In the footer of a flexible-layout website I've noticed that IE tends to line-wrap on parenthesis characters (in a phone number in this case). Is there a visually equivalent non-breaking parenthesis, in a similar vein to non-breaking spaces and non-breaking hyphens, that I can use instead?

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    Maybe you could look for non-ASCII parentheses that you can use. I'm not sure if suitable ones exist, but that could be an option I guess. – Deniz Dogan Apr 26 '10 at 10:38

Try this:

    white-space: nowrap;

<p>Call Customer Support at <span class="phone">+34 (947) 12 34 56 78</span> for further enquiries.</p>

You can do many other things (from <nobr> tag to certain Unicode chars) but they aren't as cross-browser as this.

  • This is a good practical solution, however, I'm specifically looking for a pure html version, for non-css users (accessibility is a priority). – graphicdivine Apr 26 '10 at 11:06
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    This is a minor cosmetic issue. Having an line break in the middle of a phone number is not an accessibility issue. – Quentin Apr 26 '10 at 15:40
  • @David Dorward That's not the point I was making. My priority is to provide as similar an experience as possbile without CSS. Also, I disagree, I think it is an accessibility barrier. – graphicdivine Apr 26 '10 at 17:51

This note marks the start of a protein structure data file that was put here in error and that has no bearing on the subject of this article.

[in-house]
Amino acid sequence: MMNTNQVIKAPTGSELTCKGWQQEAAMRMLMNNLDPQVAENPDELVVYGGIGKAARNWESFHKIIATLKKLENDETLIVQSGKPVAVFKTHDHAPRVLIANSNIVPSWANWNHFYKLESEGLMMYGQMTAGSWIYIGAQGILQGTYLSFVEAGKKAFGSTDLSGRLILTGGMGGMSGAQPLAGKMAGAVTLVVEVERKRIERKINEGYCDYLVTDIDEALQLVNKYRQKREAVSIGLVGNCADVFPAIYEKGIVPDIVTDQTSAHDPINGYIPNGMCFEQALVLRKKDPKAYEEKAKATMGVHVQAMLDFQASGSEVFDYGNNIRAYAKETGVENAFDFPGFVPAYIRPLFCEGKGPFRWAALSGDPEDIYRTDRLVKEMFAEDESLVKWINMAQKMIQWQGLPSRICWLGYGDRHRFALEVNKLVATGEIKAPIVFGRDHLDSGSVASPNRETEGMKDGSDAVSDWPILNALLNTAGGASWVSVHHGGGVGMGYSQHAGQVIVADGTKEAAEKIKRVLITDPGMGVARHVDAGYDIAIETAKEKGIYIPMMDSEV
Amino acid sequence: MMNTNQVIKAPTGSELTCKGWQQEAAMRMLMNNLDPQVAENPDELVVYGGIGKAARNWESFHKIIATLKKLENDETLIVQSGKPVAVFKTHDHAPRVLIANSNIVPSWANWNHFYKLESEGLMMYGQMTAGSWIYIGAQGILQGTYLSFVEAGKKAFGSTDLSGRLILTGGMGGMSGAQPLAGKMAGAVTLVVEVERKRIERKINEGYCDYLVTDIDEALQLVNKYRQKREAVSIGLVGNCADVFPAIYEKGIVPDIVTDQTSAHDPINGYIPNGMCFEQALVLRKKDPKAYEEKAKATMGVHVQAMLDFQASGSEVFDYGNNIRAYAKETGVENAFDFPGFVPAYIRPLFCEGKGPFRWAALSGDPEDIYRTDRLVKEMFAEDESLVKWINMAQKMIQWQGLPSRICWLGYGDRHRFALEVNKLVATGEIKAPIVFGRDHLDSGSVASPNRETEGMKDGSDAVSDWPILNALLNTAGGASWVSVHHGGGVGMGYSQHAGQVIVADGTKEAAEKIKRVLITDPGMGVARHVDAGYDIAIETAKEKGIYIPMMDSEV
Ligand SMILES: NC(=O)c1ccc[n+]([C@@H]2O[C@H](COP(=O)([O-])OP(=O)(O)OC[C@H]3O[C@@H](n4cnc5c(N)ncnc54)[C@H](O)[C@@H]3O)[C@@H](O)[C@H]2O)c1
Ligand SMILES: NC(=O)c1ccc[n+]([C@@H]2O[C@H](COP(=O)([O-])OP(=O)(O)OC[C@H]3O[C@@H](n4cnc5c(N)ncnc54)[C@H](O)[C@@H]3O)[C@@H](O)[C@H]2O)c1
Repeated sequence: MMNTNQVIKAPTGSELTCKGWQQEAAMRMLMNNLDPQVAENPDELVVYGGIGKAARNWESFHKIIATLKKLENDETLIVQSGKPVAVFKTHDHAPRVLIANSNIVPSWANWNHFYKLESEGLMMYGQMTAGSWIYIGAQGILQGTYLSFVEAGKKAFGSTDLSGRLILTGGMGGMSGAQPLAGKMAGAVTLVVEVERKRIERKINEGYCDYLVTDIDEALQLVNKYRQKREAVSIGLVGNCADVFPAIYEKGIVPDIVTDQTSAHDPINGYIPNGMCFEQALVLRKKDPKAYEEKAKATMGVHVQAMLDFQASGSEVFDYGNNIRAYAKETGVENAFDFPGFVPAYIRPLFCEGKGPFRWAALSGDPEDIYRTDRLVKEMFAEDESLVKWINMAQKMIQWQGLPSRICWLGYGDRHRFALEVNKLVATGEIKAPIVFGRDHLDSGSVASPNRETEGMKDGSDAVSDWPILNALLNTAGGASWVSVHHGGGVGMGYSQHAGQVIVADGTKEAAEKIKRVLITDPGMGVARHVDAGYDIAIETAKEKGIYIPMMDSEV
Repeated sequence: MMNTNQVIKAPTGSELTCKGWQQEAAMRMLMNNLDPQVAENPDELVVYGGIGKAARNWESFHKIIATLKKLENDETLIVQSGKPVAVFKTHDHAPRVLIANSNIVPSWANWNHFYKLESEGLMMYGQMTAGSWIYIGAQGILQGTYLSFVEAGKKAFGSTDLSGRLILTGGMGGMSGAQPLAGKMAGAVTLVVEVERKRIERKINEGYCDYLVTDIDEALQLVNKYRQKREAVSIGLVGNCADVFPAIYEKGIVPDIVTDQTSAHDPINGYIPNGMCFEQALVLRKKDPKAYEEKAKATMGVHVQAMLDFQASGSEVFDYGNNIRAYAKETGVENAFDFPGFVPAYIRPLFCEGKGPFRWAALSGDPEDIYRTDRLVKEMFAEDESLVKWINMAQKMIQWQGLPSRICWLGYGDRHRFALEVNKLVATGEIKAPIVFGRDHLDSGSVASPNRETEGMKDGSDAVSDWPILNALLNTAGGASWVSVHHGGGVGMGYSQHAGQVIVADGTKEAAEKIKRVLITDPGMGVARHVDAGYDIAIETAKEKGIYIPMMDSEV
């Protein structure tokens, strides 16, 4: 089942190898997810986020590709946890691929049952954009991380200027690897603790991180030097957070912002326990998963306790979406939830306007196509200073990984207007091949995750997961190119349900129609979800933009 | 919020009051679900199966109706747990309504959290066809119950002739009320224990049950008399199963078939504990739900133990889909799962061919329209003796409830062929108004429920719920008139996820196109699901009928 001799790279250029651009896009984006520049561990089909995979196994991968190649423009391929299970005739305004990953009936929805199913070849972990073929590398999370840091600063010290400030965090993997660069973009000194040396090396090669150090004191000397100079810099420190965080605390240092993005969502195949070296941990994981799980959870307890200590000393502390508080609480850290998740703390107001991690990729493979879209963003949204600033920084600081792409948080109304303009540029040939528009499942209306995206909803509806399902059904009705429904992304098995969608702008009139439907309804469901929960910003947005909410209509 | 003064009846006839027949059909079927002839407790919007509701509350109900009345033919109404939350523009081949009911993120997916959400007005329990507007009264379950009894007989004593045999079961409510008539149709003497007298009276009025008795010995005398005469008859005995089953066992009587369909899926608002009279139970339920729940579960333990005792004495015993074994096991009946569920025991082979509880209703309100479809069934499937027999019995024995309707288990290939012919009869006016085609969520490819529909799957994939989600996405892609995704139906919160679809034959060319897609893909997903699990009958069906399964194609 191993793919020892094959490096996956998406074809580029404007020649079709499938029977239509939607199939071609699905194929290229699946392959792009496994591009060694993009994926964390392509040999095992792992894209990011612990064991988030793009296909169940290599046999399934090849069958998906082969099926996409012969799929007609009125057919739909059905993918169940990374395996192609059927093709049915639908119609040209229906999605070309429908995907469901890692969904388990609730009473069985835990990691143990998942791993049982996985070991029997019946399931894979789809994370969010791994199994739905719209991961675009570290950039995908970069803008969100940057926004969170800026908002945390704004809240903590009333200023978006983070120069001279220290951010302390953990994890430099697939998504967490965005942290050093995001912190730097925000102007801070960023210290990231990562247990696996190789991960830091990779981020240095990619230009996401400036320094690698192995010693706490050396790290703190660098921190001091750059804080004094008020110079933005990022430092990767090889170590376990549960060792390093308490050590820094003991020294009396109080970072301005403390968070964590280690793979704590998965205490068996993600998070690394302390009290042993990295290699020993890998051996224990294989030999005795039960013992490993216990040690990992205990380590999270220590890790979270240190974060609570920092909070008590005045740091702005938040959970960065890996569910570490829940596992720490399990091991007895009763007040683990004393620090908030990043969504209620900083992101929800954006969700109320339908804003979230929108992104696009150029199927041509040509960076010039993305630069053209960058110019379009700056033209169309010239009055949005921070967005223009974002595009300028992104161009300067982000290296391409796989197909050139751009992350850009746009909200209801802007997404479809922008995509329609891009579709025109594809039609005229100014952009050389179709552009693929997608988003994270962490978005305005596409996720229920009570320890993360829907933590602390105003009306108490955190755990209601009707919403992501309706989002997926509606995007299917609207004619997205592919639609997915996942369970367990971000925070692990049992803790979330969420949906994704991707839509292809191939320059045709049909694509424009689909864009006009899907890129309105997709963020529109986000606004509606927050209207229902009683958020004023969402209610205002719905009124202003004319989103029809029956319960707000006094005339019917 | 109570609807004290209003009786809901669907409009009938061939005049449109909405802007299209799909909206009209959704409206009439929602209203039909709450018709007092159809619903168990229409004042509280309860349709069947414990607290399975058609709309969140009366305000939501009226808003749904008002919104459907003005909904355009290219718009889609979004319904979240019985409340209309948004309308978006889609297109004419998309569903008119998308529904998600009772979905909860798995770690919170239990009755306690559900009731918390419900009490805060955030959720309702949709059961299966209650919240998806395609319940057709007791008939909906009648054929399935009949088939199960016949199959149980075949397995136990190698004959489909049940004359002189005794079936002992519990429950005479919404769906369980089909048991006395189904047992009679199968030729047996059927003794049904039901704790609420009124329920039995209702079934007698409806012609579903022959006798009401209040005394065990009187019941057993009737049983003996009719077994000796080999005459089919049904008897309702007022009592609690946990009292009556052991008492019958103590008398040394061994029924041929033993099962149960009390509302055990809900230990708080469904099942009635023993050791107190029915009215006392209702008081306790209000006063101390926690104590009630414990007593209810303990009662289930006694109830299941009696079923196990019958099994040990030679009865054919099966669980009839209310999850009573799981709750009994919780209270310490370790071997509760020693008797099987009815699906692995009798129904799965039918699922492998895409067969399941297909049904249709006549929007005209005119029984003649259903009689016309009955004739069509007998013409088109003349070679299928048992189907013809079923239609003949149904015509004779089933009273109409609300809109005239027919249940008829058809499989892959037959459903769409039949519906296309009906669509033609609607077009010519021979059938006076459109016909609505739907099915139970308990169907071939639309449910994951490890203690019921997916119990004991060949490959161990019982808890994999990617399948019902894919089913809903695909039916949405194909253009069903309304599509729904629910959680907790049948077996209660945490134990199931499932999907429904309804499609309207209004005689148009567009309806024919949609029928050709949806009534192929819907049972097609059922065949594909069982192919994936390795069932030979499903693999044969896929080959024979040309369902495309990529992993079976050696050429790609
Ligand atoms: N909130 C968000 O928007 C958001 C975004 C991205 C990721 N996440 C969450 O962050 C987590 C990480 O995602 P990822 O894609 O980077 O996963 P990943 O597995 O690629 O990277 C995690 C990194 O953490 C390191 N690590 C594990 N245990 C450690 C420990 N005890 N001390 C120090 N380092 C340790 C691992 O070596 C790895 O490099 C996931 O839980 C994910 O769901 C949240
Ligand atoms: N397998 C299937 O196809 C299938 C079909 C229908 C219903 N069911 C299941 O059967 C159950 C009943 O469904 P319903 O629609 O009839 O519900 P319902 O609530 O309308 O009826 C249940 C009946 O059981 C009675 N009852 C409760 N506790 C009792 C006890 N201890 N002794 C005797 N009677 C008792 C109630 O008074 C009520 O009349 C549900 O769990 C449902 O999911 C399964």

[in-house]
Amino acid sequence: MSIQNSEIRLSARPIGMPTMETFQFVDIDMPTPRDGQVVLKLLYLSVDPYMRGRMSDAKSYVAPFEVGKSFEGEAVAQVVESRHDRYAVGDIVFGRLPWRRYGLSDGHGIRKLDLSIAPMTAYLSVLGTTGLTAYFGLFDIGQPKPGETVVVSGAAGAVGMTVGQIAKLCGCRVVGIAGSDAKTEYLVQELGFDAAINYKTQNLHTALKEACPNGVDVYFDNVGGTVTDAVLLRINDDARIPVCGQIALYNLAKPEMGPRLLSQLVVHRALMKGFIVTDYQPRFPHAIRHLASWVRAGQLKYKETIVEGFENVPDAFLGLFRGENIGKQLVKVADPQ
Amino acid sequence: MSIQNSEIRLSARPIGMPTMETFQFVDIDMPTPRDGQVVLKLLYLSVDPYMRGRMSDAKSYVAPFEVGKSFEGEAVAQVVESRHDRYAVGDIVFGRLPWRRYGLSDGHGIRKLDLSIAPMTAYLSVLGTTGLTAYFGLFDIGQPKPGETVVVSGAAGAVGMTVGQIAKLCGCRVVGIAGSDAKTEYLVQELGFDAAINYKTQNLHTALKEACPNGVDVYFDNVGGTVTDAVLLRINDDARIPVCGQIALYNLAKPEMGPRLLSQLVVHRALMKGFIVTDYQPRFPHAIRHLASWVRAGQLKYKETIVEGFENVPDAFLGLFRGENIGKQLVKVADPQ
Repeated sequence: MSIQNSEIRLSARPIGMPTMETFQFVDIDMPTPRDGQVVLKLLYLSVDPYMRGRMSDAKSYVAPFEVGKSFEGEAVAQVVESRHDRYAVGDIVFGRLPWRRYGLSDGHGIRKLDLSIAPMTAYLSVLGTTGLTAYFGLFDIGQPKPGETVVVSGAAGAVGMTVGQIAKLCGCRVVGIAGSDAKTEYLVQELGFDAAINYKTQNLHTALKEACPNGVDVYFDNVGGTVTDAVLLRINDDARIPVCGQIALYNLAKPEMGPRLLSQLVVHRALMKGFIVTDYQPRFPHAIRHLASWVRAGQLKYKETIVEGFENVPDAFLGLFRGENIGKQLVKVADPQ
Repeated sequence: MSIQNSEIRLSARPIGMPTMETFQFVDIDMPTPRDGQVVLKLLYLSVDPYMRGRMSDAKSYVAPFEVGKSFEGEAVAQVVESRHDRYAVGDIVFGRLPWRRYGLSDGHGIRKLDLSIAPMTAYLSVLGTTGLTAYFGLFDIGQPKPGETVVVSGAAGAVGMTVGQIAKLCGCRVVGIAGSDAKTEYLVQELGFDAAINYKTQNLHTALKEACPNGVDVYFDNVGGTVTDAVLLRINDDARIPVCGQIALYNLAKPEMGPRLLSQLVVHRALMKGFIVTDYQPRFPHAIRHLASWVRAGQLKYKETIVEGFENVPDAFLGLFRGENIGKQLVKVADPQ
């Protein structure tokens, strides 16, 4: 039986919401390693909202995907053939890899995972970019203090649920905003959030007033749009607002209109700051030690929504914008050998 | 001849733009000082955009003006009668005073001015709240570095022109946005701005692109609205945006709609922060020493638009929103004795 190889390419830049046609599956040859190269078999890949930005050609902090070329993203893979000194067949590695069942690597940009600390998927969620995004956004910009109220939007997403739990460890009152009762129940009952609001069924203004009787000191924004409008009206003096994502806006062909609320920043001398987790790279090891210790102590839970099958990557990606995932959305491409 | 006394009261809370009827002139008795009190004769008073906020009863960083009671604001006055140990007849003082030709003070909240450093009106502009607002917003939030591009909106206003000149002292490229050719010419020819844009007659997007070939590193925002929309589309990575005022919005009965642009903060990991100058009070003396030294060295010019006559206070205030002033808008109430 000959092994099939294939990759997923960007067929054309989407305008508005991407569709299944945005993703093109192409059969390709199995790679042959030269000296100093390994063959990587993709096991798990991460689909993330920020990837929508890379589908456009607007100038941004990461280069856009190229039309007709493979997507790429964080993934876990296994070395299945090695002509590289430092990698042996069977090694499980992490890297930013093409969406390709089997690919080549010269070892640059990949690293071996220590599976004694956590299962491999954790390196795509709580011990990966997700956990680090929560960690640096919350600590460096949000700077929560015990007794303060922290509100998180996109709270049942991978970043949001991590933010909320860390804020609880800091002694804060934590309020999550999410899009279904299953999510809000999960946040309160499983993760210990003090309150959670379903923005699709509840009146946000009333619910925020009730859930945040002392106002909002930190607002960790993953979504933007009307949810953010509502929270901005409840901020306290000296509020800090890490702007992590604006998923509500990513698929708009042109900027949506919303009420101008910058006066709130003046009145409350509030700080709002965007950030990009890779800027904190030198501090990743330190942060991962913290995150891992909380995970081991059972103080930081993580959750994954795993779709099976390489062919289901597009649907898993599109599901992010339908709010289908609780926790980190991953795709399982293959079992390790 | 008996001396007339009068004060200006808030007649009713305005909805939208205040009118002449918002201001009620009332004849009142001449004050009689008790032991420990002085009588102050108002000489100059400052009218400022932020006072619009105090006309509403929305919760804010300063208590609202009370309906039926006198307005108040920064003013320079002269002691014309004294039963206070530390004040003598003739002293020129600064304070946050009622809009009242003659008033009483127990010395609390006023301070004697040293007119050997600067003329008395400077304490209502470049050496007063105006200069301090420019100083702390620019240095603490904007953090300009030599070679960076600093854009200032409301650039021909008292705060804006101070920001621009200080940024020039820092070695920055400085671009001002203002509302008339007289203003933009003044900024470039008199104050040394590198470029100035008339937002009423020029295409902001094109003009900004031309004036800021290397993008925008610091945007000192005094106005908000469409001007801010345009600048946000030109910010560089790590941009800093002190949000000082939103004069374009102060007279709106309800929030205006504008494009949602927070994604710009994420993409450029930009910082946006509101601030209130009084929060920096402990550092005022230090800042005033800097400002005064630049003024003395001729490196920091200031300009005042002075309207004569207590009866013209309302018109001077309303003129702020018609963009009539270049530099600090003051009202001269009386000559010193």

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    You can use <nobr> as this answer suggests if you don't want CSS, but I can't think of a single browser alive that doesn't support CSS. – Max Shawabkeh Apr 27 '10 at 5:15
  • Unfortunately this prevents breaking on everything. It may solve the OPs problem, but I have the specific problem from the title; I need to stop IE from breaking on parentheses, but still break on white-space. – David Hay Jun 23 '14 at 18:50

I ran into this issue with a plural treatment like "user(s)" where IE breaks the word after the R. You should be able to use the word joiner character (&#x2060;), but in my test with IE11, only the deprecated zero-width non-breaking space character worked:


I have had the same problem; here is a solution which worked:

The number to call is: (423)&nbsp;276&mdash;0000

According to the Unicode Standard (specifically, UAX #14), a line break is not permitted before or after a no-break space. Therefore, the &nbsp; prevents the browser from line-breaking on the parentheses. In either case, it doesn't hurt to have a space between the area code and the phone number.

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